Let’s take a very careful look at what’s going on with the fundamental market indicators in the cereal grains market.
Prices dipped in the last couple of weeks and then recovered somewhat, the G20 gave birth to half-hearted ideas with the French sounding their usual ineffectual trumpet. The Russian lifted an export ban on wheat, US corn was thought to be in greater supply as the USDA reported perhaps prematurely on area. The Thai election, bringing in a radical pro-poor government, heralded price subsidies that could price Thai rice out of the market, and in the last few days, China has been buying corn.
That prices are historically high there is no doubt. We will not labour this point; the market dips and the media rush about saying that the food crisis is over. It isn’t. Looked at over the last 10 years, prices are not at their peak, but they aren’t far off it.
We should be looking at long–term, aggregate supplies of cereals in this market – perhaps not if you are a daily trader, but certainly if your interest is investment in agriculture or agribusiness where you would expect a 3 to 5 years payback period (perhaps a lot longer if the investment was in a more challenging country than Australia or North America.
Our aggregate supply-demand-stock balance shows that while supply and demand have crept up with demand inching slightly ahead of supply, stocks have dropped off sharply. Overall we think that major cereal grain stocks will be 20% of demand in the coming year; this is sharply lower than 26% for 2010/11 and lower again than the previous year. Only in 2007/08 when prices skyrocketed was the proportion lower still (18%). The market is very finely balanced with only about 5 million tones between supply and demand. This is a better projection than the negative 34 million tons last year that has drawn down stocks so sharply, but still with little room for production difficulties.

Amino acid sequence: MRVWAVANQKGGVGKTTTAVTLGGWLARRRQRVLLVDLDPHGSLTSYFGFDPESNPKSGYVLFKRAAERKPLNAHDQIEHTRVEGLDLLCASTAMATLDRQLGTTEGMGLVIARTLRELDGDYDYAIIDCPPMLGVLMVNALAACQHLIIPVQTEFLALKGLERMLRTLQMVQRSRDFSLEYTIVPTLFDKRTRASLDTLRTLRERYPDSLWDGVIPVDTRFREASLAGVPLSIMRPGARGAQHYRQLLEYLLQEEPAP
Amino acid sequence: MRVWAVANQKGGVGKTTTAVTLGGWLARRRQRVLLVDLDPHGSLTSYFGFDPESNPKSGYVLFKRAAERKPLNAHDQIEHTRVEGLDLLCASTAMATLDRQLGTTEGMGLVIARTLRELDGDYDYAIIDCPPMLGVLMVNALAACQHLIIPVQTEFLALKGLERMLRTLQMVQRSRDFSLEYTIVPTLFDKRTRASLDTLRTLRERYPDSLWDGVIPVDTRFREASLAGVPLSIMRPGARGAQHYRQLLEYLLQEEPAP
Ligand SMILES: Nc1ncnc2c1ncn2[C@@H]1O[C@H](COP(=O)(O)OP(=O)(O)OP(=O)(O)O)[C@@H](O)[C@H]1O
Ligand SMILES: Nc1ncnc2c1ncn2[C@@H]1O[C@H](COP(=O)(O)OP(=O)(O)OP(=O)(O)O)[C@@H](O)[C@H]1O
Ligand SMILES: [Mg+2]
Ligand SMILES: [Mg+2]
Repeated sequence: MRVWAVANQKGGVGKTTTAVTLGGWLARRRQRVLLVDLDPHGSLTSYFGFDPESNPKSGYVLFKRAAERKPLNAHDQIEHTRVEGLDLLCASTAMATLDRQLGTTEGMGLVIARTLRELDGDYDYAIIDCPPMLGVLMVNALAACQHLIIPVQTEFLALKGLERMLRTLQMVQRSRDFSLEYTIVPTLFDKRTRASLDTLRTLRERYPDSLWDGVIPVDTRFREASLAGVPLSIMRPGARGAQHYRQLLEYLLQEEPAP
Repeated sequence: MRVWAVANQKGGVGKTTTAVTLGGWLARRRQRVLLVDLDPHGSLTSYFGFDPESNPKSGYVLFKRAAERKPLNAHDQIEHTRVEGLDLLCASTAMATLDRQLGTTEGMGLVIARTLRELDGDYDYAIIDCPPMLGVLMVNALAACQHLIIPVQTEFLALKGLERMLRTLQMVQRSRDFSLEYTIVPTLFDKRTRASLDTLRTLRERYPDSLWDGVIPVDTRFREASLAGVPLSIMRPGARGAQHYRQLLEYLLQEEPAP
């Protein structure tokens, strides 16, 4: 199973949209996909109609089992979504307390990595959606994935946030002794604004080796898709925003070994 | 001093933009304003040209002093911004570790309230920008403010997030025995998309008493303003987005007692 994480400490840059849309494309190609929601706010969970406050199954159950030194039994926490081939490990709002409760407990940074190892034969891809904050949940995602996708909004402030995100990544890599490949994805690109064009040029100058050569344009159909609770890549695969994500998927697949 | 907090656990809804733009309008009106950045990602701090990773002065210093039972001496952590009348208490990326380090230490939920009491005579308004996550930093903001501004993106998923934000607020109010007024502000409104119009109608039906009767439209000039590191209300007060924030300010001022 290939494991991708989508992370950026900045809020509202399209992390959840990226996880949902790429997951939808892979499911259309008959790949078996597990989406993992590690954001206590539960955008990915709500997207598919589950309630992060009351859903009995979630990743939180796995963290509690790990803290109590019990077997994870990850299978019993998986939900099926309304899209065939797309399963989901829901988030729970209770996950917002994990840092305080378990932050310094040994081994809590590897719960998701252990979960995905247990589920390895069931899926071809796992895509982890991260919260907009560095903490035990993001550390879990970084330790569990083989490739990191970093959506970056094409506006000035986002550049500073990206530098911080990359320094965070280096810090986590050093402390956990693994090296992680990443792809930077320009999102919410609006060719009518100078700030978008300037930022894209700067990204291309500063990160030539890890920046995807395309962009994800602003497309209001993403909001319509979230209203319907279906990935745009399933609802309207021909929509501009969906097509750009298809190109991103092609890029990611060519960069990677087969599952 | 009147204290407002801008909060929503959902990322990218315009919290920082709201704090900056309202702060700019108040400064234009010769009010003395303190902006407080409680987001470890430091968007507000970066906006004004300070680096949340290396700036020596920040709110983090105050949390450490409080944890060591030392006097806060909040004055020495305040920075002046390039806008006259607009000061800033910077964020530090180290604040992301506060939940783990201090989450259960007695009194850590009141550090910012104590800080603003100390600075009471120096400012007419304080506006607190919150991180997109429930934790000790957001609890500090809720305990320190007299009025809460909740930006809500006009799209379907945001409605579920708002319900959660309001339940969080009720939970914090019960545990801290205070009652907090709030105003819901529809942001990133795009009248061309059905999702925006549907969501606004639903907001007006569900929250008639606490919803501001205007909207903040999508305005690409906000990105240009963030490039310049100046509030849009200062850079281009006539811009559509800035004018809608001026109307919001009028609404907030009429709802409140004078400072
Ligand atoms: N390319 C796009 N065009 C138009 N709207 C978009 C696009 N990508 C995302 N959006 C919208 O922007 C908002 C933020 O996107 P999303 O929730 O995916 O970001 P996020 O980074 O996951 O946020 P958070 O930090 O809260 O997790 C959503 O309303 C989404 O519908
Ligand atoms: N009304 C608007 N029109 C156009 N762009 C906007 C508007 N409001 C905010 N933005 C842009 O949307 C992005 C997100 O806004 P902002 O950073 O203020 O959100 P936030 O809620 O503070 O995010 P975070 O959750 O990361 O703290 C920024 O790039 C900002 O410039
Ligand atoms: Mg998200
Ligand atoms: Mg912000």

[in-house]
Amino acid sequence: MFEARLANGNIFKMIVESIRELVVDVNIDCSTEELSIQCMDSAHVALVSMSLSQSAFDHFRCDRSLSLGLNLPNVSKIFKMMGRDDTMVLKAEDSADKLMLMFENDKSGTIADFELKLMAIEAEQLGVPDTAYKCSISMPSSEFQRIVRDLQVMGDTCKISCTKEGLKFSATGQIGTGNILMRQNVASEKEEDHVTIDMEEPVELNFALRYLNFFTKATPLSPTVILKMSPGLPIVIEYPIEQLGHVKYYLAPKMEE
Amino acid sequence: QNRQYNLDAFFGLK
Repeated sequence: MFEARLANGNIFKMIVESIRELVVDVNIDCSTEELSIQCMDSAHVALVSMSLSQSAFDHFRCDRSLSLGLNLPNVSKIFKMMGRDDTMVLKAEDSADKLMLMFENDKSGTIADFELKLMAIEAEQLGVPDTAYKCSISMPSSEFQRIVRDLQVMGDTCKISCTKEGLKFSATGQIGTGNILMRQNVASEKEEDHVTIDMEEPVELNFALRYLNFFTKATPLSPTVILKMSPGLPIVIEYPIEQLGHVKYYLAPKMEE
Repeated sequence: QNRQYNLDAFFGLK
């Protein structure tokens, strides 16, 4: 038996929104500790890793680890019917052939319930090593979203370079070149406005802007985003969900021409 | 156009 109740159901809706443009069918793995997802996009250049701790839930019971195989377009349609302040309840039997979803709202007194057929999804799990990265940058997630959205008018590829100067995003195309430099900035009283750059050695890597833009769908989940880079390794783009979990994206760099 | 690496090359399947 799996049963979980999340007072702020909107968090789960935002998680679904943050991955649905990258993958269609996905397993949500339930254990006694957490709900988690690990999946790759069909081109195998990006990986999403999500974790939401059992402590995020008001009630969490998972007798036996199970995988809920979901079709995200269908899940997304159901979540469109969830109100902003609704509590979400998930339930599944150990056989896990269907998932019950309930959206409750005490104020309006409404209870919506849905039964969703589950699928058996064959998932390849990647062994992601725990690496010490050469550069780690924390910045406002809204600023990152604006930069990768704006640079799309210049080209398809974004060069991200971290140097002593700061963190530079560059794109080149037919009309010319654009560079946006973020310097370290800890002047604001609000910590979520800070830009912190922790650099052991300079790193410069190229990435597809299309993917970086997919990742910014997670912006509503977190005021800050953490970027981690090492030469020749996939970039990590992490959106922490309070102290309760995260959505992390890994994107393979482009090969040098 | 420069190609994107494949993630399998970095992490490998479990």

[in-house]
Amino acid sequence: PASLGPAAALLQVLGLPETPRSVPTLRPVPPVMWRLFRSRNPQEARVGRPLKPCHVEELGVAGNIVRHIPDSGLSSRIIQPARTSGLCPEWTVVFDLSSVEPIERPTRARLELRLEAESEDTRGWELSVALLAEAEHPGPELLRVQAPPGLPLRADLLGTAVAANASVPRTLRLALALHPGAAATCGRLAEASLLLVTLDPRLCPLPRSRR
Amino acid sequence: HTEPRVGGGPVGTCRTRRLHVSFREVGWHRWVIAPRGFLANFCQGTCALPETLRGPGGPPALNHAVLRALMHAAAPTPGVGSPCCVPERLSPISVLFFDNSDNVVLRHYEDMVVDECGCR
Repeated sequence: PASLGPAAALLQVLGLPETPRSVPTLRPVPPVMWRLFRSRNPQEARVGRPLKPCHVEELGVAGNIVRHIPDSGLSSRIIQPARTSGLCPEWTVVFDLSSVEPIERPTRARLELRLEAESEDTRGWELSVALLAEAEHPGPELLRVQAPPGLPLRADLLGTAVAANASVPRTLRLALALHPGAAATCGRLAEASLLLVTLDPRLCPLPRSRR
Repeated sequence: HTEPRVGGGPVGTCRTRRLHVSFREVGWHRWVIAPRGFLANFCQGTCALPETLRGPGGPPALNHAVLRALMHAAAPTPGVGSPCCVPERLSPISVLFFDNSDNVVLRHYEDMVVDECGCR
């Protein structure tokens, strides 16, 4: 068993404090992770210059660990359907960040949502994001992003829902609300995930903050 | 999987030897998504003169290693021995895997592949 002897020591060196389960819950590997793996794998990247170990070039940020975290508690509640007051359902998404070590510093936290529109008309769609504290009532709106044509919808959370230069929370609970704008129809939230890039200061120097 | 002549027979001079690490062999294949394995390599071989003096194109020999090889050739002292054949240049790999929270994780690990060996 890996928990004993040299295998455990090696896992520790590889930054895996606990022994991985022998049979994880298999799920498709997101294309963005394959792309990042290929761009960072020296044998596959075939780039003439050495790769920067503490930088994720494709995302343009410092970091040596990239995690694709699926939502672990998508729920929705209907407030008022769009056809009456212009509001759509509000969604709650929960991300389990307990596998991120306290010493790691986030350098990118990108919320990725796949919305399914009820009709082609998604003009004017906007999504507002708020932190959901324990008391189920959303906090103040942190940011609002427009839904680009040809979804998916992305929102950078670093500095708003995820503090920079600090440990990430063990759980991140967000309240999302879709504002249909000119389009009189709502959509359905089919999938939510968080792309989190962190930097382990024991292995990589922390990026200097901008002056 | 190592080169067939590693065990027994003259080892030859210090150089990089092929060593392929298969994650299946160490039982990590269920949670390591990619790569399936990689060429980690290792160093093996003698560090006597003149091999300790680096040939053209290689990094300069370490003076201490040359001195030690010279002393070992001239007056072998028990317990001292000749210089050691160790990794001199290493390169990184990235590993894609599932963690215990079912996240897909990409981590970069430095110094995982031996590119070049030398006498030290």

Corn has performed well over the period driven by the demand for bio-fuel and livestock feed – as the world’s economy has begun to recover, so have people consumed more high value meat and dairy products. Assuming the recovery continues, this demand isn’t going away. Wheat, of course had a bad year in 2010/11 and although production has recovered it still isn’t back to where it could be. As for rice, despite efforts to raise yields, it has shown the slowest rate of growth of the three majors.
Where does this leave us? Economic recovery presupposes more demand for carbohydrate, for humans, animals and to turn into fuel. Wheat has some capacity to expand supply and is a good investment. There seems no reason to believe that corn will get substantially weaker.
Rice presents a problem, however. The larger producers, China and India basically cover their own supply, so the internationally traded market is very thin – about 7% of production. The main exporters are the Mekong region countries (Thailand, Vietnam and Cambodia) and they have been having a bumper crop. However expansion of the Viet crop is limited by land area and Thailand’s new government may introduce policies that simply mean Thailand is priced out of the export trade. So rice is a critical variable in carbohydrates to watch going forwards.